Dia de los Muertos celebration: Echoes of Mexico in St. Helena

2010-11-04T00:00:00Z 2010-11-11T00:30:27Z Dia de los Muertos celebration: Echoes of Mexico in St. HelenaJohn Lindblom Napa Valley Register
November 04, 2010 12:00 am  • 

Event organizers Nimbus Arts and the St. Helena Family Center have gotten the Dia de los Muertos — “The Day of the Dead” — celebration down pat. Or maybe “down pablo” would be a better way to say it.

There can be no higher praise for the Latino authenticity they’ve achieved in staging the south-of-the-border holiday in the Upvalley than the words of a young man who came north from the Mexican state of Michoacan 20 years ago. 

“I like it. It’s pretty authentic. It’s like bringing memories from Mexico,” said Bernardo Ayala, who attended Sunday’s celebration on the upper campus of Napa Valley College with his 3-1/2-year-old daughter, Jade.

“I remember we used to go to places like this with a lot of pictures of people who had died and (whom) they made booths (altars) of what they used to like when they were alive, such as guitars, personal belongings and dishes they liked to eat — enchiladas, chiles, beans.”

There were about two dozen altars laden with mementos of “those who had gone on before,” as has been the case in each of the four years a Dia de los Muertos celebration has been held at the college. It is a culturally cooperative family event that each year has attracted more than 500 throughout the day.

It is the only event — as Nimbus’ Jamie Graff puts it  — “that reaches out to the Latino community and provides the opportunity to cross cultural lines.”

Has it become a permanent fixture on the St. Helena community calendar?

“Absolutely!” said Graff. “We’re going to be looking for people who want to sponsor the event because we would like to grow it. We are doing what we can do right now, but we need to find funders.”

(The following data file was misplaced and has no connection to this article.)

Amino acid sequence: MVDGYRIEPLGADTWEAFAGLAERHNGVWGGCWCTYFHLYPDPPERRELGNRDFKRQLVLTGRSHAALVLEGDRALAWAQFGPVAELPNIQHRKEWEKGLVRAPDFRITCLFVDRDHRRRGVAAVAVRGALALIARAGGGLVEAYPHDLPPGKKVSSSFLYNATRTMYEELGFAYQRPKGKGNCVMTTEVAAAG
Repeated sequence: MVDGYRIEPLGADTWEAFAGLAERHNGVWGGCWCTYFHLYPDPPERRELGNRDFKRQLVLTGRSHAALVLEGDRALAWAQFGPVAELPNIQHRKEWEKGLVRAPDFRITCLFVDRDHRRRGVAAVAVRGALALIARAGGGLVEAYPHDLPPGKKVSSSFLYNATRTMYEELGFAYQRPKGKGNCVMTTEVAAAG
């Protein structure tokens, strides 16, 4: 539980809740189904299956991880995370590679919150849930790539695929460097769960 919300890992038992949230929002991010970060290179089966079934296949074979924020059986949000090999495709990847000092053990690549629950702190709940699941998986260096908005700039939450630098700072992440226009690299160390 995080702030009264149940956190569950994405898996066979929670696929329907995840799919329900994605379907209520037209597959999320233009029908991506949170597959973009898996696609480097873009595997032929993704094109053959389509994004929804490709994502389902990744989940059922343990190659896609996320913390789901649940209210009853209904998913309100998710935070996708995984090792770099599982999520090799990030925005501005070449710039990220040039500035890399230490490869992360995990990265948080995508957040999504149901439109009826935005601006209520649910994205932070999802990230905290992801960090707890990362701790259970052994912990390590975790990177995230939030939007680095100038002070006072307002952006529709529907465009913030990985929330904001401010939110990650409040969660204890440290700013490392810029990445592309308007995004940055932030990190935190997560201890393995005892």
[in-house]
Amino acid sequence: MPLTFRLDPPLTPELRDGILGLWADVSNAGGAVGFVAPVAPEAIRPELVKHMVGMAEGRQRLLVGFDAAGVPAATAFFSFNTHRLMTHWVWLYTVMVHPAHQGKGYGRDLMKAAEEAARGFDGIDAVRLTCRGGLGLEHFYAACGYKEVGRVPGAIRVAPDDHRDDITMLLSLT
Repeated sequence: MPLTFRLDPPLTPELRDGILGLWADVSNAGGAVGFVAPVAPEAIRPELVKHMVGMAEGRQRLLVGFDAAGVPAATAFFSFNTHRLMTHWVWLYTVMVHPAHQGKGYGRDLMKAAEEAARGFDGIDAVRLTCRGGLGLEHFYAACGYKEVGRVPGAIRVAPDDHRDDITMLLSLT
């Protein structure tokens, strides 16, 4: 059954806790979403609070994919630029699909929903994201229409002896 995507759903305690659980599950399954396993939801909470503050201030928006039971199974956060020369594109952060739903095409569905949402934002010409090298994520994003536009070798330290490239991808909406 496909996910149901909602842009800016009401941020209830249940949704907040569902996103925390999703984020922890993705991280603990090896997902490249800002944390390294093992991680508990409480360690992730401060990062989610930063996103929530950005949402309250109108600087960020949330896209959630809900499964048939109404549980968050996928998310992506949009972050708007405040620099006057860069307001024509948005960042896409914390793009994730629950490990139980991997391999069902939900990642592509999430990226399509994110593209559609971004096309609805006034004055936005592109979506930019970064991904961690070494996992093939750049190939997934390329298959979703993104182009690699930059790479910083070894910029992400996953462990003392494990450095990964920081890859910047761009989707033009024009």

Graff’s dream is to have an entire Dia de los Muertos weekend celebration that would have the event at Napa College as a centerpiece. 

“We could have some performances one night, artists on another night and  have it be a weekend that people come up for,” she said. “But I wouldn’t want to change it right now, because it’s about all we can handle.” This year the celebration included Spanish karaoke and margaritas at Ana’s Cantina, and the showing of a Spanish film, “El Bolero del Raquel” at Cameo Cinema.

Most would agree that there are no immediate changes needed. The celebration offers entertainment and an exposure to various forms of dancing including performances by Ballet Folklorico Club of Napa Valley College, Danza Azteca Ohtli Yoliliztli, Grupo Cultural Senorio Mixteco and by the children’s group of Casa de la Cultura de Calistoga, an arts program established by parents for 7-to-12-year-old children.

Thanks to the Family Center and Nimbus, Dia de los Muertos may have as  lengthy a list of supporters as any event in St. Helena. Beginning with financial aid by First 5 Napa County and support and participation by Napa Valley College, the Work Connection, the Latino Market and various volunteers, participating agencies and families include:

Rianda House — Loteria, Ana Martinez, the Calistoga Family Center, second-grade teachers and students at St. Helena Primary School, fifth-grade teachers and students at St. Helena Elementary School, Stonebridge Apartments, Gloria Preciado, Calistoga Casa de la Cultura, Napa County Mental Health Services, the Napa County District Attorney, Child Start Inc., the St. Helena Choir, the Godinez Family, Full Service Partnership for the Elderly and Vasquez Quick Smog.

Copyright 2015 Napa Valley Register. All rights reserved. This material may not be published, broadcast, rewritten or redistributed.

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